S3: Fine Line - Episode 10 - Susan

Episode Information

Fine Line: Mental Health/Mental Illness – Episode 10 – Susan

[Intro Music]

Narrator:  Welcome to Season three Fine Line narrative histories about mental health and mental illness, a traveling exhibition and weekly podcast edited and hosted by Michael Nye, supported by Kronkosky Charitable Foundation. May you find insight and understanding in these voices. Episode ten, Susan.

Susan:  My worst fear is uncertainty, you’re not certain of anything, the constant anxiety. Not feeling comfortable In your own skin. So that ‘s fear to me. Fear is not knowing what’s coming next. The obsessive compulsive behavior, and the partial seizures have been around for a long, long time, because I had childhood friends tell me of things that I did. I can listen to a one verse for 10 or 15 hours straight over and over and over and over again a hundred times. You know, read the same magazine this, or just look at the same picture, or a certain movie and a certain frame of the movie that I wanted to see. I, I have no explanation. I just know that to the outside world, you look like a raving psychopath. And I know my neighbors, some of them must think that when I, uh, play my music, I used to be so embarrassed that I would put headphones on and only listen to my music through the headphones so that no one else could hear me be that compulsive. There is no such thing as normal, because I don’t care what they say or how, how well wrapped they act.

Everybody has a mental defect somewhere, especially the ones that are sweet and innocent and mention Jesus in every sentence. Those are the ones who are really hiding it. I check my front door lock about 50, 60 times a day. If you, if you’re in my home and you are with me every day, you could pick up my patterns. Uh, I try to hide it. I, I’m compulsive about keeping things clean, smelling the clean. I have to smell that it’s clean. Uh, uh, the smelling, it’s clean. It’s like elevates my mood. Another thing that I’m compulsive about is like, if I’m writing you a letter, there can’t be any hesitation, strokes. If the D doesn’t look neat or the a doesn’t look neat, I ball it up and throw it in the trash and start over. Believe me, any written work for me is, is, is flawless. It has to be flawless or, or, you know, I just can’t handle it. It’s crazy. Some of them, the things that I do. Um, but, um, to me, it’s my way of keeping order. The obsessive compulsive behavior. It’s like a calling, you know, like, I can be walking and see a, a drop of water on the counter and have to scrub the whole kitchen. It’s like a, a, um, a tap on your shoulder that you should go do this right now.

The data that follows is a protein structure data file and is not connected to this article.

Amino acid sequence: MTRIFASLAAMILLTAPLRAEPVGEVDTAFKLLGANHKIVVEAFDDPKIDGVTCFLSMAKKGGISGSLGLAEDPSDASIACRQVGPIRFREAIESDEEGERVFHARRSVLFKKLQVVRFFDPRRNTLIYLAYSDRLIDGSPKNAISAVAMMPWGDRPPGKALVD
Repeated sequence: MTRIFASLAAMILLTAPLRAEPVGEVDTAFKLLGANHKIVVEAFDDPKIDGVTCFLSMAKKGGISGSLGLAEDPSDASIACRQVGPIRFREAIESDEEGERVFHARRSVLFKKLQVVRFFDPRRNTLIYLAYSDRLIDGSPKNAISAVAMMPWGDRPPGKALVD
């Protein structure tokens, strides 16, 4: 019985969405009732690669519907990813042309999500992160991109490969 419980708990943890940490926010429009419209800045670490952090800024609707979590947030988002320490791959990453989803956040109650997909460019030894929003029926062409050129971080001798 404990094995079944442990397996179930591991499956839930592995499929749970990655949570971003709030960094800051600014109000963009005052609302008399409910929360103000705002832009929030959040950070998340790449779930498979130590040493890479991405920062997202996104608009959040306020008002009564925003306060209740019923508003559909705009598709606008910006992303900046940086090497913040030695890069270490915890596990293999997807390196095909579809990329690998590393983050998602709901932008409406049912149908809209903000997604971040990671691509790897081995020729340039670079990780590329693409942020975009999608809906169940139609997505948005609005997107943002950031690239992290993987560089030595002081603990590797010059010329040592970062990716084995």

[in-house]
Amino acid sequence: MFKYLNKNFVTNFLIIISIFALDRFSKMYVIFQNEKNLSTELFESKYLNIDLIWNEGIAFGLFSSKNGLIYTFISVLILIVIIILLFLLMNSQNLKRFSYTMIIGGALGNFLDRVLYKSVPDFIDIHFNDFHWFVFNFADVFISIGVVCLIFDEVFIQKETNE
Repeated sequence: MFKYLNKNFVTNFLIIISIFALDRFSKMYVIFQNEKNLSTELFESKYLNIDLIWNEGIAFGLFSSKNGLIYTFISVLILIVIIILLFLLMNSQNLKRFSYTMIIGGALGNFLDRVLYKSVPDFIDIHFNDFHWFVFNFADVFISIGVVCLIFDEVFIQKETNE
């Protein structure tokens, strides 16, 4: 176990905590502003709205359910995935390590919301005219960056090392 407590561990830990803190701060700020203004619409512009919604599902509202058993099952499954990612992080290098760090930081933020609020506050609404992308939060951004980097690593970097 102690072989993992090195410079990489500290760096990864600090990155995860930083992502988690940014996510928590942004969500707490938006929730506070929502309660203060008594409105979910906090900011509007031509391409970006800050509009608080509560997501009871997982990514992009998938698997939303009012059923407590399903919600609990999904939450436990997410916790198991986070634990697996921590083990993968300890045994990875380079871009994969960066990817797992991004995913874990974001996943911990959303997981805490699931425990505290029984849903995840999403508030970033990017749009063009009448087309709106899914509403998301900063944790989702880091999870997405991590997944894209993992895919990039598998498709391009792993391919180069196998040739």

Yes. Oh, yes. Mm. I listen to this song over and over and over and over again as many times as I can. Sometimes 10, 15 hours a day, I, I, I feel, uh, stronger when I hear the music, when I feel normal. (Classical music playing) Those are the feelings that I have.

[Outro Music]

Host: No one really understands the life of another person. What biography is not a litany of competing complexities. A fingerprint is a topographical map with no clear guidance on how to live. These stories are not intended to summarize or explain anyone’s life. We all carry a thousand stories. I have a friend that teaches philosophy, written books about language, deep time aesthetics, and meaning. He told me, once I’ve gone through a series of obsessions in my life, it’s profoundly difficult. Probably the earliest was a form of extreme rebellion, and I was definitely a workaholic and have experienced addiction. I would think a lot of the highest achieving people have a streak of being obsessive compulsive, but it seems they were able to apply it in some constructive manner. Research indicates that OCD is in part due to a chemical brain imbalance. These unwanted thoughts can trigger extreme distress, embarrassment, anxiety, help and strategy and progress are available. Best estimates are that between two and 3 million adults in the United States have been living with obsessive compulsive disorder. Susan is a visual artist. She’s a painter. We spent three days together. She said, I hope speaking out about my own experience might help others and realize that we’re not alone. Susan voice is clear and powerful. Those that know her, admire her courage, her openness, her wisdom. Thank you, Susan, for your insights and your presence. May something in Susan’s story stay with you. I’m Michael Nye. You can go to my website, michaelnye.org/podcast for Susan’s portrait and transcript. Thank you for listening,